Driving it has been a challenge.
"If you look at the foot pedals and the feet, it looks like Fred Astaire dancing," says Stosser.
The owner in Science Hill had bought the Model T in 1989 in Tennessee, but had parked it because of failing health.
"It was in really good shape and he showed it," says Stosser.
To bring the Model T to Danville, Stosser enlisted Floyd Lyons, who owns the BP station on Lexington Road, and his rollback truck. Lyons wanted to show it off after hauling it to Danville.
"Floyd said, 'Can we go down Fourth Street? I want the people to see it.'"
Lyons says it's incredible how little work the Model T needed, despite serving as a nesting ground for dirt daubers in the barn.
"The next day, it was sitting there sparkling and all he done was wash it. It blowed my mind."
Although driving required some getting used to, the car didn't need a lot of work before Stosser took it for a test drive. He did have his mechanic friend, Jack Lee, tune it up.
"It runs like a Singer sewing machine," Stosser says.
Just as he knows all about his Corvettes, Stosser quickly became knowledgeable about Model Ts. He ordered the instruction manual and the service book. His is one of 220,955 made in 1924.
"It cost $345 and came with one option, an electric starter for $65," he says of the car that he now estimates is worth $15,000.
Like his other vehicles, he compiled a notebook on this one. One of the interesting items inside is a photograph of Stosser as a boy. Almost as if he guessed his destiny, the photo was taken in 1959 in front of a Model T at the Henry Ford Museum in Michigan.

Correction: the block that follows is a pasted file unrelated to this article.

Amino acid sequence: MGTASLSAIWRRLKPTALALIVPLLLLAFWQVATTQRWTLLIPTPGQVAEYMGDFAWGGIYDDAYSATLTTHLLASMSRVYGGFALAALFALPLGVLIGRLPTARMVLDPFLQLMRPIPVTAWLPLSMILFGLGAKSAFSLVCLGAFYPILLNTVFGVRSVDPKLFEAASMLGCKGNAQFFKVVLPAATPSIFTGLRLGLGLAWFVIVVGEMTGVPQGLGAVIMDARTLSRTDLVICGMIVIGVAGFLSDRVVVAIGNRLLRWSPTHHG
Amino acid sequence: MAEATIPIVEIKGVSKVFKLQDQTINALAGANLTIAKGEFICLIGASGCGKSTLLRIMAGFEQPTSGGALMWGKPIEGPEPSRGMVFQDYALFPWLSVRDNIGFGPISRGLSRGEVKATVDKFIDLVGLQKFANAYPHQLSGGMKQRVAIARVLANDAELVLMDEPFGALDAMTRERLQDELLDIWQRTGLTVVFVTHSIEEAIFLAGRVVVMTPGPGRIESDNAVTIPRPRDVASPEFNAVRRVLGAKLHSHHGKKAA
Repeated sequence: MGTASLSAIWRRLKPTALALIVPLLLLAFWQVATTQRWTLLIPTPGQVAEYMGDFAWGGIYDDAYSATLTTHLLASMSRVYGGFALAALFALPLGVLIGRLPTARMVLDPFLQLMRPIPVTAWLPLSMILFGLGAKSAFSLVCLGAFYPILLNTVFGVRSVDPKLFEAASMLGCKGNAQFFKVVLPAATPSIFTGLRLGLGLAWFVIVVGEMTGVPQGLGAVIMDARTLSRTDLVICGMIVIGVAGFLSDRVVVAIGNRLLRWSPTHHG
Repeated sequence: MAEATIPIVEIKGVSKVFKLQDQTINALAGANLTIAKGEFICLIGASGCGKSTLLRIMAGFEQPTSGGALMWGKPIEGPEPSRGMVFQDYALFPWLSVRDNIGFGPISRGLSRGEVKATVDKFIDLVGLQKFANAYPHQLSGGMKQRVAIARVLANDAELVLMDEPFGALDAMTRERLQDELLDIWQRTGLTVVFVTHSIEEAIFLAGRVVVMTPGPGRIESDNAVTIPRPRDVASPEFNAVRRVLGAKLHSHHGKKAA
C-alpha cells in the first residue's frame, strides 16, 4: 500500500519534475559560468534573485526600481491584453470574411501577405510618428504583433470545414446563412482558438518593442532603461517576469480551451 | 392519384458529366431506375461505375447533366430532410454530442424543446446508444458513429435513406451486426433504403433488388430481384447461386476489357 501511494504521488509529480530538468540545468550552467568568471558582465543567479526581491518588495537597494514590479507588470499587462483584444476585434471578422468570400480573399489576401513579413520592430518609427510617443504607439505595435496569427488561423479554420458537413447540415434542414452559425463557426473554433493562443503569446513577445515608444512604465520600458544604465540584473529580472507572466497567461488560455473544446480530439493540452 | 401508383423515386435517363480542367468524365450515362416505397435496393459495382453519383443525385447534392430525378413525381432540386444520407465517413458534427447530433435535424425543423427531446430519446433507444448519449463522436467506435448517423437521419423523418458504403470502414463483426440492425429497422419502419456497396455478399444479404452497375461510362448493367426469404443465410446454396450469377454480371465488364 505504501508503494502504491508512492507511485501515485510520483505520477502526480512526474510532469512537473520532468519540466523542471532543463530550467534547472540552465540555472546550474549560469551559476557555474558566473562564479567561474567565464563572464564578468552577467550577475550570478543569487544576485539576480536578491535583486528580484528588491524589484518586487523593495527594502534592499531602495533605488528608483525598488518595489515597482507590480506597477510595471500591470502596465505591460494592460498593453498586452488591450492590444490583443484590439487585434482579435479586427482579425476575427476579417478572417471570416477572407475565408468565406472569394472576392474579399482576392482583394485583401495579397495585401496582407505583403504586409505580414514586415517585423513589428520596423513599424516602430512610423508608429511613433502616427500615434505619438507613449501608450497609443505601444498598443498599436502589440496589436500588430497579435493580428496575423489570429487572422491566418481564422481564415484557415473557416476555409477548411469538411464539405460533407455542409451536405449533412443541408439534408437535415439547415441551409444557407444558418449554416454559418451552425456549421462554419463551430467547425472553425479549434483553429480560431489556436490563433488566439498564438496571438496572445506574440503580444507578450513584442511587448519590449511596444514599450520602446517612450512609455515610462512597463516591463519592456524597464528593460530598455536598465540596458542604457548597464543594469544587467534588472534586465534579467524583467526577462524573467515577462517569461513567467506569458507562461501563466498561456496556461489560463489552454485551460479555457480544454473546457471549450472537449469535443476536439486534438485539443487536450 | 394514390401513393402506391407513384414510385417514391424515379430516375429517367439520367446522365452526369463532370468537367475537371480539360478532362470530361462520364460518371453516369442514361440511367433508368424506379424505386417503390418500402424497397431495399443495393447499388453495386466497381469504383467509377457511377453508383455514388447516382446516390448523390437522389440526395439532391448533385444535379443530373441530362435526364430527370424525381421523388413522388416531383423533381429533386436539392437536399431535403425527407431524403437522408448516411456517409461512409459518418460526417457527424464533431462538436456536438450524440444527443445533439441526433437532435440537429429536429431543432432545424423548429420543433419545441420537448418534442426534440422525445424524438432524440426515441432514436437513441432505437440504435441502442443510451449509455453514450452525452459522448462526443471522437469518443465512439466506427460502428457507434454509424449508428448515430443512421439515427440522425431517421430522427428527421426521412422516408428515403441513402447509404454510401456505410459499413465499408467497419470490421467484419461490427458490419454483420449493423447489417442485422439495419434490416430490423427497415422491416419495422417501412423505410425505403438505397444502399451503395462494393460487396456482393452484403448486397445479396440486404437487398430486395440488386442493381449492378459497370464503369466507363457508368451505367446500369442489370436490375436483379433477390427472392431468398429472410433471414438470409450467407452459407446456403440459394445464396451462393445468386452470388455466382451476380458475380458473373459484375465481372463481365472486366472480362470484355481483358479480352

The Model T joins the many other vehicles in Stosser's stable cruising machines. Stosser isn't sure when his love affair with cars began.
"As a teen, I was always washing and waxing them and keeping them clean," he says. "Cars back then were different. They had character. They changed the sheet metal every year."
Despite his devotion to the cars he has collected, Stosser is willing to part with the majority of them and has them listed through the Bluegrass Cruiser's Web site under Grandpa's Rides. He decided to start this business after his recent retirement from Phillips Lighting, where he had been factory manager for 15 of the 19 years he was there.
His inventory includes a white 1975 Chevrolet Caprice Classic convertible. Its license plate identifies it as "WHT BTY," for white beauty.
"I've got red beauty. I've got black beauty and I've got blue beauty," says Stosser, who jokes that he must hold a record for personalized license plates.
He felt the Caprice worthy of collecting because it's the last year this model had a convertible.
For his wife, a white 1992 Corvette is a present "4 BHAVN."
Sometimes, he finds a car that requires quite a bit of fixing. A 1968 Ford Galaxie XL Convertible is being painted diamond blue at Caldwell's Body Shop.
"I use them for just about everything I do," he says, noting that he turns to Don's Upholstery for seat and other interior repairs.
Stosser always is on the lookout for an old car. He recently heard about a 1964 Chevrolet located in Garrard County and he and his trusty sidekick Lyons set out with the rollback truck. The car had been sitting for several years and the owner didn't even know where to find the set of keys. After a little bit of powerwashing to the vehicle, Stosser started thinking how he wanted to fix it up.
Lyons gets a kick out of Stosser's zeal.
"That's his life right now."
As a member of the Bluegrass Cruisers, Stosser has plenty of company with his hobby. He says vintage cars appeal to all ages. He just sold a 1968 Ford Galaxie XL Fastback to his neighbor's teenage son. The teenager has an area of the Boyle County High School parking lot designated for antique cars.
"He and another kid have a Chevy Nova and they have a special place they park them."
Stosser sometimes selects a car for other unique features. A 1963 Cadillac Sedan Deville is special for its Royal Maroon paint.
"They only made 4 percent of the cars that color that year," he says.